Today, I spoke in the debate on the Transport Committee's report on smart motorways, which highlighted a number of safety concerns, and of which the government is implementing all the recommendations. The M1 forms the spine of our constituency, the vast majority is all-lane running smart motorway, and I remain to be convinced of the benefit to our local communities.
I welcome the Transport Committee's report and the Government’s response.
The spine of my constituency is junctions 28 to 30 of the M1, in which we have 30 miles of all lane running smart motorway. To the south is junctions 25 to 28, which is a controlled motorway, and to the north is junctions 30 to 35a, which is 19 miles of smart motorway. The section just to the north of my constituency, around Woodall services up to Sheffield, is the section in which unfortunately many people have lost their lives, including people from neighbouring Rotherham and Mansfield. Grahame Morris referred to people giving evidence and those bereaved families, and our hearts go out to them.
It is a very difficult stretch of motorway from Nottingham up to Leeds, and it is undoubtedly over capacity: the amount of traffic that goes up that stretch is beyond what that road was initially designed to cope with. The smart motorway was seen as a solution to that issue, but I am not sure that it has been wildly successful. Anyone who lives in my constituency will know that we make regular appearances on the Radio 2 traffic bulletins, because the section between junctions 28 and 30 seems to have an accident on a fairly regular basis.
It is with that in mind that I read the report, and there are significant concerns about whether the introduction of the smart motorway has had the desired effects. I am not sure that it has. I am not sure that it has improved safety—as my hon. Friend Chris Loder just outlined, there are significant concerns about that—but there is also an issue with the road network in my part of the world and the fact that the A1, which covers a very similar stretch, does not do its fair share of lifting, because it is not really fit for purpose and needs significant investment. I am sure that if my hon. Friend Alicia Kearns were here, she would argue the same case.
However, I want to go back to the context that the M1 is absolutely central to the local economy in Bolsover. We have a huge number of logistics firms, so when the smart motorway—or the motorway in general—is not working, that has a big impact on the local economy. A number of my constituents are constantly caught in traffic jams because when the M1 is not running, to my west it can back up almost all the villages in my constituency, and to my east there is a significant pressure because people try to get over to the A1 on the A619, which runs through parts of my constituency and that of my hon. Friend Brendan Clarke-Smith. That has a big impact on a lot of my villages, Whitwell in particular, because of the number of diverted heavy goods vehicles.
Added to that context—the Minister will smile wryly at this point—is the fact that some of my motorway junctions on that particular stretch are not fit for purpose. In particular, junctions 28 and 29 are suffering, which is having a huge, detrimental economic impact on us. I am working with Highways England—or whatever it is referred to now—to improve that particular situation, but a smart motorway on junctions 28 to 30 has brought a huge amount of congestion, an increase in near misses and a problem with air pollution, particularly in the south of my constituency around South Normanton and Pinxton. I appreciate that the rationale behind the decision to bring in a smart motorway was to increase capacity on a particularly difficult stretch, but I sympathised with the hon. Member for Easington when he said that it was perhaps just a cheap alternative to properly upgrading the motorway and strategic road network in that patch.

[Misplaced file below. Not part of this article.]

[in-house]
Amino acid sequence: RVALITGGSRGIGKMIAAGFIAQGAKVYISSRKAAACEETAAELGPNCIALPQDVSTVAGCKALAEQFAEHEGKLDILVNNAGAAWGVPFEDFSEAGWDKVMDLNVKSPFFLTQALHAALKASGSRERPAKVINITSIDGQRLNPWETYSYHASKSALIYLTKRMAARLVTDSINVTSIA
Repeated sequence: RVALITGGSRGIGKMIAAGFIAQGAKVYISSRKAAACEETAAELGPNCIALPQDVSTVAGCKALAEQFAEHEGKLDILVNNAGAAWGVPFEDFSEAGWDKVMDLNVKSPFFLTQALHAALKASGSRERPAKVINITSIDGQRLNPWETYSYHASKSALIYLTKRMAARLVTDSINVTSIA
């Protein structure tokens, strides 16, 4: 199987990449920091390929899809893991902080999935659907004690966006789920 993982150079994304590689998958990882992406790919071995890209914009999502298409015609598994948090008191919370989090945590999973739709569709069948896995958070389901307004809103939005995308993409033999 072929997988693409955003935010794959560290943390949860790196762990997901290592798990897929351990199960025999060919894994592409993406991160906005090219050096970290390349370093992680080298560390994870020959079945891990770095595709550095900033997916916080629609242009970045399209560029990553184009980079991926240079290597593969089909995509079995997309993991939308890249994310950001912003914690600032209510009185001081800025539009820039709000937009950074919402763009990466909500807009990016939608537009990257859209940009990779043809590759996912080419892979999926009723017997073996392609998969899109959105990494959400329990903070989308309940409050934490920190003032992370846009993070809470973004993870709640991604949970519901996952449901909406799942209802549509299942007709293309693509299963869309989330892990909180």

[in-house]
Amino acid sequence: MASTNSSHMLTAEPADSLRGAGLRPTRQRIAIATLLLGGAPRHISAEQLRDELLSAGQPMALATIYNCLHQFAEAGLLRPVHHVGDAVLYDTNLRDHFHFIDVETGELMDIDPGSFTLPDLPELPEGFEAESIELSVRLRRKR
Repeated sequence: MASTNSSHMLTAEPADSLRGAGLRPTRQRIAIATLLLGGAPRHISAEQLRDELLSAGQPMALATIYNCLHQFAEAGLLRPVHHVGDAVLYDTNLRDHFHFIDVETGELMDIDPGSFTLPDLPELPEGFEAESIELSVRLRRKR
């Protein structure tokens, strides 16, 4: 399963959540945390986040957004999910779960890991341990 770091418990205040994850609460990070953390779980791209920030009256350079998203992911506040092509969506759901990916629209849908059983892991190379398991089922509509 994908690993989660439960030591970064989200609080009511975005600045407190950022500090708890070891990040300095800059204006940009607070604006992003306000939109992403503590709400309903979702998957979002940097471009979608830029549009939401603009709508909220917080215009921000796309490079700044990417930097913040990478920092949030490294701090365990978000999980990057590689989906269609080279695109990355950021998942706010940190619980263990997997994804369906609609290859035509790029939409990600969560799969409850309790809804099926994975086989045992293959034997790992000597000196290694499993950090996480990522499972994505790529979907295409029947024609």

Given that we are in the heart of the country, it is worth pointing out to the Minister that further work needs to be done, and that is before we come on to safety. I drive down from my constituency to Westminster on a regular basis. There is a new bit of smart motorway being installed between, I think, junctions 13 and 16— hopefully someone will correct me if I am wrong—but there are other stretches in which the red Xs are totally ignored on a regular basis. I regularly see emergency vehicles unable to get to where they need to get to, and that is a worry, because we are creating an additional problem that I see on a weekly basis.
My hon. Friend the Chair of the Transport Committee spoke about the evidence regarding the benefit-cost ratio of smart motorways, and the fact that Professor Metz—I think it was him, but forgive me if I have got that wrong—was concerned about whether the return on those projects has been what we want them to be, or whether it is a one-off hit. I think he said that in the first year, they show a return on investment, but then the problems continue.
My experience locally indicates that although we have a smart motorway, it is not doing what it needs to do. As such, although I welcome the report and completely echo the concerns about safety, I have to conclude that I am not sure smart motorways are the answer. I appreciate all the comments made by the Chair of the Select Committee about smart motorways being a good thing, but I am not sure that I entirely agree with him. I wish the report had gone perhaps slightly further by looking at what else could be done to improve the road network, but that may be a separate point. It is an important report and I very much welcome the Government’s proactive stance on taking forward the recommendations. I hope the Minister has heard the plight that many of my constituents face, and that she will be proactive in looking for solutions with all the stakeholders involved. Again, I thank the Select Committee and thank everyone for listening.